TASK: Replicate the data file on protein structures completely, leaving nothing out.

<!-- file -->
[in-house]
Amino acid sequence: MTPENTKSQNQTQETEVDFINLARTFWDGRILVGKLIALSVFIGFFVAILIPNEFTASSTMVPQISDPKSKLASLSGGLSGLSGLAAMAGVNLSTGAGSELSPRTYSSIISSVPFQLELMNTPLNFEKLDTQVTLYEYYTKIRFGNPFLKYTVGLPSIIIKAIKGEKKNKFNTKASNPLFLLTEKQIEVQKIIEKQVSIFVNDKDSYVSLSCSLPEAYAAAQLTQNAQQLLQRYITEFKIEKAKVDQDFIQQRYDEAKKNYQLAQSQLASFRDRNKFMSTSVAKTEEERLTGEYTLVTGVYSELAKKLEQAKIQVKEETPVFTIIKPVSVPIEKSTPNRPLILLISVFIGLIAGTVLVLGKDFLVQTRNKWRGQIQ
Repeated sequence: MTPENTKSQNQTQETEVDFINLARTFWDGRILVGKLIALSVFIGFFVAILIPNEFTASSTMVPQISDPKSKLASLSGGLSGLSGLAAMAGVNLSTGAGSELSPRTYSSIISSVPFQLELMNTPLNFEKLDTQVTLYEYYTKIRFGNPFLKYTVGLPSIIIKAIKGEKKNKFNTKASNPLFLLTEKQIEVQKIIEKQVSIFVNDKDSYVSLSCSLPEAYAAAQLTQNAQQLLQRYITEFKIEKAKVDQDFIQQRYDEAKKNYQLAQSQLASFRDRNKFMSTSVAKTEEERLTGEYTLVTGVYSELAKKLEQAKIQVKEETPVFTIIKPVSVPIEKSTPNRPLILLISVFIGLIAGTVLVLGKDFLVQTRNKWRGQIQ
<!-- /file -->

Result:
[in-house]
Amino acid sequence: MTPENTKSQNQTQETEVDFINLARTFWDGRILVGKLIALSVFIGFFVAILIPNEFTASSTMVPQISDPKSKLASLSGGLSGLSGLAAMAGVNLSTGAGSELSPRTYSSIISSVPFQLELMNTPLNFEKLDTQVTLYEYYTKIRFGNPFLKYTVGLPSIIIKAIKGEKKNKFNTKASNPLFLLTEKQIEVQKIIEKQVSIFVNDKDSYVSLSCSLPEAYAAAQLTQNAQQLLQRYITEFKIEKAKVDQDFIQQRYDEAKKNYQLAQSQLASFRDRNKFMSTSVAKTEEERLTGEYTLVTGVYSELAKKLEQAKIQVKEETPVFTIIKPVSVPIEKSTPNRPLILLISVFIGLIAGTVLVLGKDFLVQTRNKWRGQIQ
Repeated sequence: MTPENTKSQNQTQETEVDFINLARTFWDGRILVGKLIALSVFIGFFVAILIPNEFTASSTMVPQISDPKSKLASLSGGLSGLSGLAAMAGVNLSTGAGSELSPRTYSSIISSVPFQLELMNTPLNFEKLDTQVTLYEYYTKIRFGNPFLKYTVGLPSIIIKAIKGEKKNKFNTKASNPLFLLTEKQIEVQKIIEKQVSIFVNDKDSYVSLSCSLPEAYAAAQLTQNAQQLLQRYITEFKIEKAKVDQDFIQQRYDEAKKNYQLAQSQLASFRDRNKFMSTSVAKTEEERLTGEYTLVTGVYSELAKKLEQAKIQVKEETPVFTIIKPVSVPIEKSTPNRPLILLISVFIGLIAGTVLVLGKDFLVQTRNKWRGQIQ